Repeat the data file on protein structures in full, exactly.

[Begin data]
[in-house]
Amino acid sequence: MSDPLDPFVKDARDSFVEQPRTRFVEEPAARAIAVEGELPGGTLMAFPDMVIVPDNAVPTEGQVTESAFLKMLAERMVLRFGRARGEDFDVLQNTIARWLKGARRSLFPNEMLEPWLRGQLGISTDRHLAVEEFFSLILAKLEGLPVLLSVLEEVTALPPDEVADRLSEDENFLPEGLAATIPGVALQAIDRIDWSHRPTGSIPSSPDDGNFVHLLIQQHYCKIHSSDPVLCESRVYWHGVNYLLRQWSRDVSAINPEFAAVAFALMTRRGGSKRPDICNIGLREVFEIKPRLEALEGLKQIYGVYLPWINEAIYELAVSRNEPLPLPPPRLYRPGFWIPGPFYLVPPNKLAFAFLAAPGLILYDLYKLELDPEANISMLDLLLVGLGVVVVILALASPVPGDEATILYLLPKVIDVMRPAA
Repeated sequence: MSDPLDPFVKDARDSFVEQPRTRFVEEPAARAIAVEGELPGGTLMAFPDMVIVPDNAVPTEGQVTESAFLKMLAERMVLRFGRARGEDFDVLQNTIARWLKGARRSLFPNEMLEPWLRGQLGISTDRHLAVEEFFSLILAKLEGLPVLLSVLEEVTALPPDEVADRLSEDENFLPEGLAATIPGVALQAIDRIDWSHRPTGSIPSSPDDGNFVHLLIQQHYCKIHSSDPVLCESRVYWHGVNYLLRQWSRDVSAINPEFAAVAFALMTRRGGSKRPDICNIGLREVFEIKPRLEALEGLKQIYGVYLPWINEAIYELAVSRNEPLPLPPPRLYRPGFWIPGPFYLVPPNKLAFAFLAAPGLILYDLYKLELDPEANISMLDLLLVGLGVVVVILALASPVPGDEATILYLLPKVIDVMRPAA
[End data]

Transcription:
[in-house]
Amino acid sequence: MSDPLDPFVKDARDSFVEQPRTRFVEEPAARAIAVEGELPGGTLMAFPDMVIVPDNAVPTEGQVTESAFLKMLAERMVLRFGRARGEDFDVLQNTIARWLKGARRSLFPNEMLEPWLRGQLGISTDRHLAVEEFFSLILAKLEGLPVLLSVLEEVTALPPDEVADRLSEDENFLPEGLAATIPGVALQAIDRIDWSHRPTGSIPSSPDDGNFVHLLIQQHYCKIHSSDPVLCESRVYWHGVNYLLRQWSRDVSAINPEFAAVAFALMTRRGGSKRPDICNIGLREVFEIKPRLEALEGLKQIYGVYLPWINEAIYELAVSRNEPLPLPPPRLYRPGFWIPGPFYLVPPNKLAFAFLAAPGLILYDLYKLELDPEANISMLDLLLVGLGVVVVILALASPVPGDEATILYLLPKVIDVMRPAA
Repeated sequence: MSDPLDPFVKDARDSFVEQPRTRFVEEPAARAIAVEGELPGGTLMAFPDMVIVPDNAVPTEGQVTESAFLKMLAERMVLRFGRARGEDFDVLQNTIARWLKGARRSLFPNEMLEPWLRGQLGISTDRHLAVEEFFSLILAKLEGLPVLLSVLEEVTALPPDEVADRLSEDENFLPEGLAATIPGVALQAIDRIDWSHRPTGSIPSSPDDGNFVHLLIQQHYCKIHSSDPVLCESRVYWHGVNYLLRQWSRDVSAINPEFAAVAFALMTRRGGSKRPDICNIGLREVFEIKPRLEALEGLKQIYGVYLPWINEAIYELAVSRNEPLPLPPPRLYRPGFWIPGPFYLVPPNKLAFAFLAAPGLILYDLYKLELDPEANISMLDLLLVGLGVVVVILALASPVPGDEATILYLLPKVIDVMRPAA